Sarah Luiz’s darkest secret, which she is sharing now, is that her father, who should have been her protector and caregiver, was instead a “psychopath” and “rapist.”
“He had no conscience whatsoever,” she continued, “and to say he was a rapist is putting it mildly.”
Unfortunately for Sarah, she was a child sexual abuse victim and — almost worse — she was silenced by threats of death if she told anyone. If she told her mother, stepfather or sister, with whom she lived, he would kill her and maybe them, Sarah recalled.
“Around the age of six and a half, we started going to the local park [bathroom],” Sarah wrote, “and he made me stand on the toilet seat facing him.”
This was how he raped her, holding her mouth shut, and with no one else in the public bathroom knowing. At most, one pair of shoes could be seen under the stall — only his not hers. Fortunately for Sarah, the visitations from her father stopped after a court order required supervised visits. But the mental compartmentalization and the trauma were left intact.
As trauma expert Dr. Bessel Van Der Kolk believes, “the body keeps the score.” In other words, trauma is not overcome by rational means, especially for a child with little strength of mind. To Sarah, her real parents — the Dad and Mom that loved her — were her stepfather, former air traffic controller Charlie McNerney, and her mother Pauline (nee Berube) McNerney, a banker, and craft shop owner.
“My parents used to parade me around in my mom’s hair pieces and put cute, frilly outfits on me, and I loved it,” Sarah smiled, “I definitely was a small little showgirl.”
Sarah knew as far back as she can remember that she wanted to be a girl. Even through the school bullying for her innately feminine features, she persisted in her sense of self. “The difference between a lump of coal and a diamond,” she likes to say, “is that the diamond believed.”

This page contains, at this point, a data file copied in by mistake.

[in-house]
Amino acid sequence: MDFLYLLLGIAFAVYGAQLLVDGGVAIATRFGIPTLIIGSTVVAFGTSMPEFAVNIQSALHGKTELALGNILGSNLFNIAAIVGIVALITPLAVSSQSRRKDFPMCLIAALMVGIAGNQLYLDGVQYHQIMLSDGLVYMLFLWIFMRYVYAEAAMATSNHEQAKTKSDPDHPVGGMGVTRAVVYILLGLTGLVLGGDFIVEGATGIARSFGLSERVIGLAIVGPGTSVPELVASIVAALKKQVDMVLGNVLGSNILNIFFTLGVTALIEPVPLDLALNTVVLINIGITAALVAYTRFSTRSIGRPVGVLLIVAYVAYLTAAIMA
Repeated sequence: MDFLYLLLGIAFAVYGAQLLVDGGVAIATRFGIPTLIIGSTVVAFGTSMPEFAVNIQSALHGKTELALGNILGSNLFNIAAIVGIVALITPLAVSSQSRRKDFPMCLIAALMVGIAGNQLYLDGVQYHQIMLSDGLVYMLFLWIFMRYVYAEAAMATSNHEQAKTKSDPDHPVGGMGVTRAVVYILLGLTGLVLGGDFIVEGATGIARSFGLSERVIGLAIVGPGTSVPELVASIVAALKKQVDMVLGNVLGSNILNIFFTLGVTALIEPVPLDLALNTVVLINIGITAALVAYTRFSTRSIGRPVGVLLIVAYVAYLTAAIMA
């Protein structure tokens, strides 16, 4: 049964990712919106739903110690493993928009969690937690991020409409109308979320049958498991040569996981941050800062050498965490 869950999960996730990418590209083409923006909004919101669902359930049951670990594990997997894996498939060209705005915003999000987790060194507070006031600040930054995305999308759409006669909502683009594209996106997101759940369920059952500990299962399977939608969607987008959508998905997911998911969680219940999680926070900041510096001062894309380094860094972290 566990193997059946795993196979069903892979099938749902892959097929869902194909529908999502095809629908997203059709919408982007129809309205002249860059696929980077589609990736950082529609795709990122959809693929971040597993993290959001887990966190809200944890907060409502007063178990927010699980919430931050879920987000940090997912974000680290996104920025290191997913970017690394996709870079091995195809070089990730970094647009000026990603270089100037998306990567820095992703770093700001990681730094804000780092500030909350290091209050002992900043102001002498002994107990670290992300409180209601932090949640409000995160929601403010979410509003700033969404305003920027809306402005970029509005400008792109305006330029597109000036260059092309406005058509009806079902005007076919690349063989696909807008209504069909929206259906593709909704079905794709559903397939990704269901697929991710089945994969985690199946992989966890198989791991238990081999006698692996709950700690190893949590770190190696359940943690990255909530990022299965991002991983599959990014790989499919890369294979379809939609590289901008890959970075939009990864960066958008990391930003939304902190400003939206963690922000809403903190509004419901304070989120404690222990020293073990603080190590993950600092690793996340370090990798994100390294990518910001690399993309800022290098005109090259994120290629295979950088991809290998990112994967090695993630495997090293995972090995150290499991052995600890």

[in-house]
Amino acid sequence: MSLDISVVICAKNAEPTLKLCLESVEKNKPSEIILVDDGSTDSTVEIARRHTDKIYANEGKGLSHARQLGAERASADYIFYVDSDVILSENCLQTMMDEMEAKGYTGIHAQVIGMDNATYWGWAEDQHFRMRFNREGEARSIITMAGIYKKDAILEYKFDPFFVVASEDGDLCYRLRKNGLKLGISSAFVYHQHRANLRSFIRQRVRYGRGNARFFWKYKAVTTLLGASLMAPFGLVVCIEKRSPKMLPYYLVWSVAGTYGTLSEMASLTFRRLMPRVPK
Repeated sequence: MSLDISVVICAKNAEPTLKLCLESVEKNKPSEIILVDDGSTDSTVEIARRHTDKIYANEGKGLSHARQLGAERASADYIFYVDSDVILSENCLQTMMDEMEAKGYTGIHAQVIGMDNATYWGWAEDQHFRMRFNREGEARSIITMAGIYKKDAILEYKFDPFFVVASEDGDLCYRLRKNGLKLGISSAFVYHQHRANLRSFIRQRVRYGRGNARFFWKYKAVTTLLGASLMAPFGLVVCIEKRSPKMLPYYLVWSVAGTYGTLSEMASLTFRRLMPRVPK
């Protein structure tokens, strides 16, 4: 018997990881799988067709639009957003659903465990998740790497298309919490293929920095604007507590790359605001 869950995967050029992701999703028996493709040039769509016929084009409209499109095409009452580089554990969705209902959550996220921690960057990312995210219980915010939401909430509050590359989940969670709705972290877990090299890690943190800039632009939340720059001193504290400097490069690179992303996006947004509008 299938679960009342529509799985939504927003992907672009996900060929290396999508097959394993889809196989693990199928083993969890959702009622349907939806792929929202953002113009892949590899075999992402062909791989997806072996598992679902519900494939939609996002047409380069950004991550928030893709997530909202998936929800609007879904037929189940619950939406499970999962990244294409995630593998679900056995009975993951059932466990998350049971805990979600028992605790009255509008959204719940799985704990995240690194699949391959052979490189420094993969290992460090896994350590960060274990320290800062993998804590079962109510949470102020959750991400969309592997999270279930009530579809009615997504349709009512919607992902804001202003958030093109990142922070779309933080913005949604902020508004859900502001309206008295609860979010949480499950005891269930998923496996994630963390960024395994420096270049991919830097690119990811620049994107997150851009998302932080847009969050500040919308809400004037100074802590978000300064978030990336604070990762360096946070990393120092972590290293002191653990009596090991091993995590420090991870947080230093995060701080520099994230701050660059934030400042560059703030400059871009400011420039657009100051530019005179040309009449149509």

Sweet 16 became a pivotal year for Sarah when a California Valley girlfriend moved to town and cracked her gender egg wide open, taking her out for the first time to gay bars “like, in drag.” She felt like she saw herself for the first time, like a girl from Glamour magazine.
“I couldn’t believe what I looked like,” she wrote, “I wanted to scream with joy.”
Finally, Sarah really did believe she could become true to herself in front of the world. Coming out to her mother two years later was a worry not needed: Her mother, herself a cancer survivor, had great compassion for people.
“Why in the world would you think I would disown you,” Sarah recalled her mother saying in the memoir. “I love you no matter what, silly!”
With newfound family and LGBT support, Sarah experimented with her look, her deportment, sex work and the party lifestyle. It was easy to avoid the pain of the past when you were having fun, she said, and it “became my escape.” To complicate her trauma, she was raped while on a date, on a pier in New York City.